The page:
In an article listing their choices for the best summer vacation destinations, the New York Times shared with the world what those of us who live in the Texas Hill Country already know - we're number one. Citing the growing wine country, vibrant music scene, inventive cuisine and festivals, the author of the article declared that a visit to the Hill Country's rolling hills was like a visit to Tuscany. However, the author is far from the first to note the areas resemblance to the rich landscape and feel of Tuscany. And luckily for those who live and play here, we can experience la dolce vita daily, minus the exhausting international flight and poor exchange rate.
One of the main characteristics the Texas Hill Country and Tuscany share are their gorgeous landscapes. Wide-open blue skies and rolling hills mark the areas, with ever changing colors of the seasons. Spring brings green hills with splashes of colorful wildflowers, while fall emerges in golds and reds. The land itself is fairly rocky, and the vegetation as a result is hardy and capable of handling a drier, warmer climate.
Also, thanks to the similarities in land, both areas share a terrain which is ideal for certain agriculture. In short, they both make fantastic wine countries. Both areas' rocky, well-draining soil, temperate climate and low humidity allow for ideal grape-growing conditions. Local wines reflect this in their rich and complex tastes. As a result, the wine industry in the Texas Hill Country is booming, with over 30 wineries in the immediate area I live in and over 180 scattered in the various wine regions in Texas that grow a wide variety of grapes. Similarly, olive growers have started to take a foothold in the area, hoping to enjoy the success of the industry in Italy.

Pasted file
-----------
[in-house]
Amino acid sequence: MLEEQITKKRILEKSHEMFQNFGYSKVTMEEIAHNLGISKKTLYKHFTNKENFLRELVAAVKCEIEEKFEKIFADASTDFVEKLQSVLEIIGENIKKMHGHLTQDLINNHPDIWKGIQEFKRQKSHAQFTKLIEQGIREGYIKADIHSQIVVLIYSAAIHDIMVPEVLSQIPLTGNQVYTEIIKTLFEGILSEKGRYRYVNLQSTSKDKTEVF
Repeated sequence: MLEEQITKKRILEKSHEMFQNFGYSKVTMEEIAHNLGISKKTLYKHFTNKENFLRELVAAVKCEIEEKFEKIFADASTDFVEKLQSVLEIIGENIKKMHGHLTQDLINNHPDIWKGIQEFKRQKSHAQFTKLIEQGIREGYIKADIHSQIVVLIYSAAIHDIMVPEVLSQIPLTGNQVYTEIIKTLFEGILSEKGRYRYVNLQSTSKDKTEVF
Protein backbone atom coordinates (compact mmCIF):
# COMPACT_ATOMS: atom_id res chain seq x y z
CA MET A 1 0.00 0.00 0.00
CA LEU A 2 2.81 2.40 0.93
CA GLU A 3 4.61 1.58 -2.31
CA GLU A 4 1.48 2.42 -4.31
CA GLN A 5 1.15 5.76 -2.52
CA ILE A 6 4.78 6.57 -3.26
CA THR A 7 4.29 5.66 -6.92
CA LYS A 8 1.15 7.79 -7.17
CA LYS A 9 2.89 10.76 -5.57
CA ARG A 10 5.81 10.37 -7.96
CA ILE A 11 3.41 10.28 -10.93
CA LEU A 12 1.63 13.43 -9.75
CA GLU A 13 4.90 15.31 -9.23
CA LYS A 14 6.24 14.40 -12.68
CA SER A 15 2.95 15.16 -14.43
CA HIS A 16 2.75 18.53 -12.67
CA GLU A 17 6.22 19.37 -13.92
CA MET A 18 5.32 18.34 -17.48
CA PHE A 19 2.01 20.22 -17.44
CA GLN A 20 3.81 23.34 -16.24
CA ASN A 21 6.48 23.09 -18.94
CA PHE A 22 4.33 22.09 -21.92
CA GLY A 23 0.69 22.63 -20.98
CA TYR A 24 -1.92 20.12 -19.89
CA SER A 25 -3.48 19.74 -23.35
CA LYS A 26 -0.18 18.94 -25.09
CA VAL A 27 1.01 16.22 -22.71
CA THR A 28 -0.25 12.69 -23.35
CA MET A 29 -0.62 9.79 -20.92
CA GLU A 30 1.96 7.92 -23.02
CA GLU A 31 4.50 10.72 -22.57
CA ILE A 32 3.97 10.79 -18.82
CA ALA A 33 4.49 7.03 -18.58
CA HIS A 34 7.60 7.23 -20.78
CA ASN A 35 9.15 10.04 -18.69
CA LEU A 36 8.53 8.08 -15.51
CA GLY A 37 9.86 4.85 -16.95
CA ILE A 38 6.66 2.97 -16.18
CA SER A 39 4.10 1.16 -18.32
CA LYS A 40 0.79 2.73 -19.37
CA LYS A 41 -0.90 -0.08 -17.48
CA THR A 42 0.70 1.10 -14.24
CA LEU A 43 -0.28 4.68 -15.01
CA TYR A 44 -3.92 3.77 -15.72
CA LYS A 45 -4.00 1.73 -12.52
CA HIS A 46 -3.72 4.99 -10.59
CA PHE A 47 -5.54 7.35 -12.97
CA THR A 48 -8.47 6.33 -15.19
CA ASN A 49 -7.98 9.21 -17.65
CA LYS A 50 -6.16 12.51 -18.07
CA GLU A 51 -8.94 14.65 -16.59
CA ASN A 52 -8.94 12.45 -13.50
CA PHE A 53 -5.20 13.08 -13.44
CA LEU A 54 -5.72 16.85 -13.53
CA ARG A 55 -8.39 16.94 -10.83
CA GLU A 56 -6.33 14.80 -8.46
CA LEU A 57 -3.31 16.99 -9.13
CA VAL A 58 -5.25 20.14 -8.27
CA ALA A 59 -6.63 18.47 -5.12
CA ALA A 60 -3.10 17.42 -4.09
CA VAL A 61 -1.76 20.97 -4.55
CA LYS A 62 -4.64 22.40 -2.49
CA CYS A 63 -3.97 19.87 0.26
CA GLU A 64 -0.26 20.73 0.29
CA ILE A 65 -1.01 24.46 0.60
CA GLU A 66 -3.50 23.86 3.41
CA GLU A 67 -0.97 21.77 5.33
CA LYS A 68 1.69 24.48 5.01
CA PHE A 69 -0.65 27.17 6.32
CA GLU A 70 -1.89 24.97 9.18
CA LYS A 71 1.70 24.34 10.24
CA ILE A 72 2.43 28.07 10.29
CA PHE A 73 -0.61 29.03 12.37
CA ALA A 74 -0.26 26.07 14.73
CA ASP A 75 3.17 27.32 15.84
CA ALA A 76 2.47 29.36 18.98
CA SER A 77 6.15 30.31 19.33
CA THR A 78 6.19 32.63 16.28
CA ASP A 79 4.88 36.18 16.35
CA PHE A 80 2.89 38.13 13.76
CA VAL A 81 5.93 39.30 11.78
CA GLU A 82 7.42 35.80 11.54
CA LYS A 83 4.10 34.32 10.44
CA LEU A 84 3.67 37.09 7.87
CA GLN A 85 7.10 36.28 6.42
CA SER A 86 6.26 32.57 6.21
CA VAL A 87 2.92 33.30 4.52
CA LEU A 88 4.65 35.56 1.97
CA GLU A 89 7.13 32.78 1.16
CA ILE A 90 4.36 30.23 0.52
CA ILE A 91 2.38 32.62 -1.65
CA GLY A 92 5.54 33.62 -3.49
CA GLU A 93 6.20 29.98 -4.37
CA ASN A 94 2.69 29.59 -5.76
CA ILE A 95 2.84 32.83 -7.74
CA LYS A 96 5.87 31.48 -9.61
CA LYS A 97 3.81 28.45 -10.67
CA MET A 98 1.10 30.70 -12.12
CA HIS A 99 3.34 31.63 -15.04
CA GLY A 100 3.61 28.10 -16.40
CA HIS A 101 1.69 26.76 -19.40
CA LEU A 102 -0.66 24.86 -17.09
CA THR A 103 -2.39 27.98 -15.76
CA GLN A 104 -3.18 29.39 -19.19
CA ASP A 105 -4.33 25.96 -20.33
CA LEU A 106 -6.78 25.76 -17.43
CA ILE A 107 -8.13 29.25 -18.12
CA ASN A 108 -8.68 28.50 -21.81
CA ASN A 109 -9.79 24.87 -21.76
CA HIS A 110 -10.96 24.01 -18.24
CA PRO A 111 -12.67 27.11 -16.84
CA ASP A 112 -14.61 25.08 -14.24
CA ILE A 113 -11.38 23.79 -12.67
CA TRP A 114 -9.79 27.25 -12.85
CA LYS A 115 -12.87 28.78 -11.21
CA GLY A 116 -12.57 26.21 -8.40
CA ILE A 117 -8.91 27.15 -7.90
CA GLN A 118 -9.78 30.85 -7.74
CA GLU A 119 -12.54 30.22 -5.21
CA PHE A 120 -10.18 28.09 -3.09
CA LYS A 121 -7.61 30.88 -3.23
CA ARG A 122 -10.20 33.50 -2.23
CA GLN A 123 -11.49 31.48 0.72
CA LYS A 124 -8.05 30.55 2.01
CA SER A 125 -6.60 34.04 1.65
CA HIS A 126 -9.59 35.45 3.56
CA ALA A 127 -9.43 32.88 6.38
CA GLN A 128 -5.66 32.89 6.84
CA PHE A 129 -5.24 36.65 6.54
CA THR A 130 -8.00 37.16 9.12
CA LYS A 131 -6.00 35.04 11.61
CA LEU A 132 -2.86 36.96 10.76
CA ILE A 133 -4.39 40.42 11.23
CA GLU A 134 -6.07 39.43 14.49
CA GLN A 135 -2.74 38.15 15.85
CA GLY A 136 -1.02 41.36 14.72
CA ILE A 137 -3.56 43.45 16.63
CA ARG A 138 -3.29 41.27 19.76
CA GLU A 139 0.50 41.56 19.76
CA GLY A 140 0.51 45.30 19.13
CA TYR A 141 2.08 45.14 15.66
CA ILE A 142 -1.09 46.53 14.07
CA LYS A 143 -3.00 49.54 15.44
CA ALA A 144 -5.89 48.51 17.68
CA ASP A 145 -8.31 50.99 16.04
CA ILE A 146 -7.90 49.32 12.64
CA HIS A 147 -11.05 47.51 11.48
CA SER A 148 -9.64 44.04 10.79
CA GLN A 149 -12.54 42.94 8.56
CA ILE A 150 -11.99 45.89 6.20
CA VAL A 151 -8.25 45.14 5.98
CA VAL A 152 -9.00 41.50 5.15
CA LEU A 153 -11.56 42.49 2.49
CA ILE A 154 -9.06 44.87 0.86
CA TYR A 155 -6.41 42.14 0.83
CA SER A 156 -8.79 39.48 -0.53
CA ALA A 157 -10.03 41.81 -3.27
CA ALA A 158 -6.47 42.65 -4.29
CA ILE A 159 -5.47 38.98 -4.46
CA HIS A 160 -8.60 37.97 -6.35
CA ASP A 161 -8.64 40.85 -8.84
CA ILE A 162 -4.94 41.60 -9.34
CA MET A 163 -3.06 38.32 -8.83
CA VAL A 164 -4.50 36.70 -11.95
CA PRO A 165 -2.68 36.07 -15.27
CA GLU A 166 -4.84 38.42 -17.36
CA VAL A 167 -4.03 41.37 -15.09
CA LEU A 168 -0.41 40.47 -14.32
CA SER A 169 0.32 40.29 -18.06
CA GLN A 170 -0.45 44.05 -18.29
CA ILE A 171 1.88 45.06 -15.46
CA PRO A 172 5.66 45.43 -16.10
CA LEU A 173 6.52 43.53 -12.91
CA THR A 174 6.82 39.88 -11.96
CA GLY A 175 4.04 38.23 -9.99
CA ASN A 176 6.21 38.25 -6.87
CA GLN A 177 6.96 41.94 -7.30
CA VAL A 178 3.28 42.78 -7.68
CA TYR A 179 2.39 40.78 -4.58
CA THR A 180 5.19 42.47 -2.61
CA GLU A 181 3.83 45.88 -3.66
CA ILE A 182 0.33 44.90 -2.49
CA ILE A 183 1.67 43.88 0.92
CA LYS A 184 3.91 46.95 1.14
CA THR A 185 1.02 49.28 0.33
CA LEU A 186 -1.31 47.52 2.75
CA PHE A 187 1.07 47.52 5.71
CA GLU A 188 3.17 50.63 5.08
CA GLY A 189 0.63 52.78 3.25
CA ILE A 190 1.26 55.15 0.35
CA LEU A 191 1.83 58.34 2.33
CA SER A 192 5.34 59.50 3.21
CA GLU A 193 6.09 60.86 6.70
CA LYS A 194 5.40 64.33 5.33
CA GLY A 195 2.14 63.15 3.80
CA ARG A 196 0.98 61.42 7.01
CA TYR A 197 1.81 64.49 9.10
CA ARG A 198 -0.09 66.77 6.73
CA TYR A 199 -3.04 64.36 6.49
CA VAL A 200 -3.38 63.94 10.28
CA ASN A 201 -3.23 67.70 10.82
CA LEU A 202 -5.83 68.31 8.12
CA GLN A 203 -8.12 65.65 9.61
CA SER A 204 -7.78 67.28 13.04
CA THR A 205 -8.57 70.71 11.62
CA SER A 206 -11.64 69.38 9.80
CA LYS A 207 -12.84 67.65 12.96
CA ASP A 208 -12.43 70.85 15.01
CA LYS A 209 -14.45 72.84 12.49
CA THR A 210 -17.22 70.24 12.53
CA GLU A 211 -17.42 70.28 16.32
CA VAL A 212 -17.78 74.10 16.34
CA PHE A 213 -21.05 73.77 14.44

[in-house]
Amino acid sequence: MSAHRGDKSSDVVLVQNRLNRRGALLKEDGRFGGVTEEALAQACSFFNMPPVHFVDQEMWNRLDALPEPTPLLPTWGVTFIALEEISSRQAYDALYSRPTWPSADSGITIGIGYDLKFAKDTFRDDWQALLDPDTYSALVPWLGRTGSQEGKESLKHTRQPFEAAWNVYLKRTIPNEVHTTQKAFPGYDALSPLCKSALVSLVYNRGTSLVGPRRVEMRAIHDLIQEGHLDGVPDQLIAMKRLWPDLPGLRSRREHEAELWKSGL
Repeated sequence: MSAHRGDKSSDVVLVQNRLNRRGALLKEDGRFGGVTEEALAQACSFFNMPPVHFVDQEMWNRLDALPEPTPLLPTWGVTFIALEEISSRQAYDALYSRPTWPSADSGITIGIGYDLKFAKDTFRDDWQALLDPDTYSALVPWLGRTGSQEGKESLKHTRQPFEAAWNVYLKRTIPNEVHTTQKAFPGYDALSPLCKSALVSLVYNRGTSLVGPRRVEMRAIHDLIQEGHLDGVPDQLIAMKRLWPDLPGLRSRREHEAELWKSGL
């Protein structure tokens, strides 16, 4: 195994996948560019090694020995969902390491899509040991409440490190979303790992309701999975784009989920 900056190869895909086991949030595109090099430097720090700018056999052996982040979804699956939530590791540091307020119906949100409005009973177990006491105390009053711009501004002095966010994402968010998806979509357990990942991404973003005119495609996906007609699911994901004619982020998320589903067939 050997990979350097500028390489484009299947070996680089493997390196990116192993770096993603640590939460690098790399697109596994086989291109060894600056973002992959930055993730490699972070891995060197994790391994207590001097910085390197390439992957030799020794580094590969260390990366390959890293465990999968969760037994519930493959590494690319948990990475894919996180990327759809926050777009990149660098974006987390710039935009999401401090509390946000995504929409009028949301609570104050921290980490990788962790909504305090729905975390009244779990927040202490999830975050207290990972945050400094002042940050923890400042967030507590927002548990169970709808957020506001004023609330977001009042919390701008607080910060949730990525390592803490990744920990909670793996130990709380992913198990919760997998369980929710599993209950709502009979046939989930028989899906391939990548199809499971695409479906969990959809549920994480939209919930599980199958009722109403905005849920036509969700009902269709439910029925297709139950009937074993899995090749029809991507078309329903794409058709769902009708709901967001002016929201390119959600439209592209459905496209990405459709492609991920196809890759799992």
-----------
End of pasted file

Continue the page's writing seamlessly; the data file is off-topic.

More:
The Texas Hill Country gives visitors and residences a taste of much that is wonderful about Tuscany. And yet, it gives so much more by adding its own singular charm and traditions...and dialect.
Texas is one of the oldest wine growing states in the US, with vines planted here more than a hundred years before they were planted in California or Virginia. In the 1650s, Franciscan priests planted Mission vines in West Texas, near modern day El Paso. The vines were a necessity in the production of sacramental wine. The horticulturist Thomas Munson used Texas vines to create hundreds of hybrid grapes and conducted significant research in finding root stock immune to the Phylloxera epidemic, which saved the French wine industry from total ruin. The advent of Prohibition in the United States virtually eliminated Texas' wine industry, which didn't experience a revival until the 1970s, beginning with the founding of Llano Estacado and Pheasant Ridge wineries near Lubbock and the La Buena Vida winery in Springtown. The Texas wine industry still feels the effects of Prohibition today with a quarter of Texas' 254 counties still having dry laws on the books.
Map of Texas Winery's